Aoraki Bound is a 20-day cultural and personal development programme. My hīkoi was everything I hoped it would be – a chance to immerse myself in my culture, walk in the footsteps of my ancestors, and gain a greater sense of my identity. The course culminates on the shores of Lake Pūkaki, in the presence of our Maunga Ariki, Aoraki. I parted ways with my rōpū, wiping tears of gratitude from my cheeks, knowing that my life had changed forever.
I must have made an impression on our Ngāi Tahu facilitator, Tiaki Coates, because he asked me soon after if I would be interested in joining the Aoraki Bound delivery team. I jumped at the opportunity and learnt everything I could from outgoing kaiako Rangimārie Mules before joining Tiaki as a junior instructor.
I became further embedded in these development kaupapa in 2016, when Manawa Hou was held at my marae in Wairewa. I joined the tuākana rōpū to develop my facilitation skills and learn everything I could about the heritage that had been denied to generations of my whānau – and to provide that same opportunity to the rangatahi participating in each hīkoi.
Today, I am proud to be a tuākana on both Manawa Hou and Aoraki Bound. Working alongside fellow tuākana – Tiaki Coates, Ariana Stevens, and Donelle Manihera – we are now shaping each kaupapa to make sure they are fit-for-purpose.
Physical challenge is balanced with cultural challenge; that can vary from standing to recite a pepeha or taking the leap to stand on the paepae or perform your first karanga. The most important thing is that Manawa Hou and Aoraki Bound are safe and supportive environments to explore and participate in cultural practice.
To understand these programmes and to examine the greater question of their success, we need to understand how they evolved from a humble idea to connect our hapū and explore our takiwā. The Ngāi Tahu “bus tours” are often considered to be the first attempt at a place-based development programme, developed in response to the realisation that many young Ngāi Tahu had little understanding of the iwi. They would travel by bus to various marae to learn more about their cultural identity, a kaupapa that would evolve into Manawa Hou and Aoraki Bound.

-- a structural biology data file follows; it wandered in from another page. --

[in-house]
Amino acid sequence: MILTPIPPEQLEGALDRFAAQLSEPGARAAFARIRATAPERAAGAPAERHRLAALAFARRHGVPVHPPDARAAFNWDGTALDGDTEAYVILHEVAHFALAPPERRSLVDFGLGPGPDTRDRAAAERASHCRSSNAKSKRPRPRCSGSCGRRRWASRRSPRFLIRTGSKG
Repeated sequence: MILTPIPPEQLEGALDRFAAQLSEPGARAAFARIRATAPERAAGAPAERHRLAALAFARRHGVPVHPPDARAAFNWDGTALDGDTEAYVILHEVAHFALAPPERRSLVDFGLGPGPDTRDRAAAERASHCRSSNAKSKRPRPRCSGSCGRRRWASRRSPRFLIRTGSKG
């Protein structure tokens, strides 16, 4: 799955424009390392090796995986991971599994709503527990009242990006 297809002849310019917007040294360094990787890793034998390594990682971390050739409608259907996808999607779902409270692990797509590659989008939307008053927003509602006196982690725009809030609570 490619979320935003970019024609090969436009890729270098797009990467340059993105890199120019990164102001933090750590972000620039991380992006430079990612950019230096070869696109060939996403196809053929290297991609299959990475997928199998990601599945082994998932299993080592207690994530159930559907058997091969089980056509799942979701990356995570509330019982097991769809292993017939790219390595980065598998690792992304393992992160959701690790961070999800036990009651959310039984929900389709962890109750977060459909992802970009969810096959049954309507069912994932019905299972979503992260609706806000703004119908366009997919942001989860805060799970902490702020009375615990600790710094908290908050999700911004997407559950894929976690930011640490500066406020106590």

To date, Manawa Hou has been held in almost every corner of our takiwā, with the generosity and support of our Papatipu Rūnanga. When we visited Koukourarata we were bestowed with the greatest gift possible, when Peter Ramsden handed the mana of the marae to us. For the course of our wānanga, we were responsible for welcoming manuhiri to the marae on behalf of Ngāti Huikai. On Aoraki Bound, Ngāti Waewae impart knowledge of their greatest taonga, pounamu; and in Arowhenua the rōpū is given a guided tour of some of the most significant rock art sites.
Walking in the footsteps of our ancestors is an intimate and awe-inspiring way to explore the majesty of our takiwā and take in new vistas. Physical challenge is balanced with cultural challenge; that can vary from standing to recite a pepeha or taking the leap to stand on the paepae or perform your first karanga. The most important thing is that Manawa Hou and Aoraki Bound are safe and supportive environments to explore and participate in cultural practice.
I feel honoured to contribute to these two extraordinary kaupapa and look forward to the day my tamariki are old enough to participate. Titles like “instructor” or “tuākana” refer only to my responsibility to facilitate a learning environment, because some of the most profound cultural insights on Manawa Hou often come from our rangatahi. Highest amongst the privileges I have enjoyed during my time instructing has been the chance to put into action the dreams and aspirations of our tribal elders.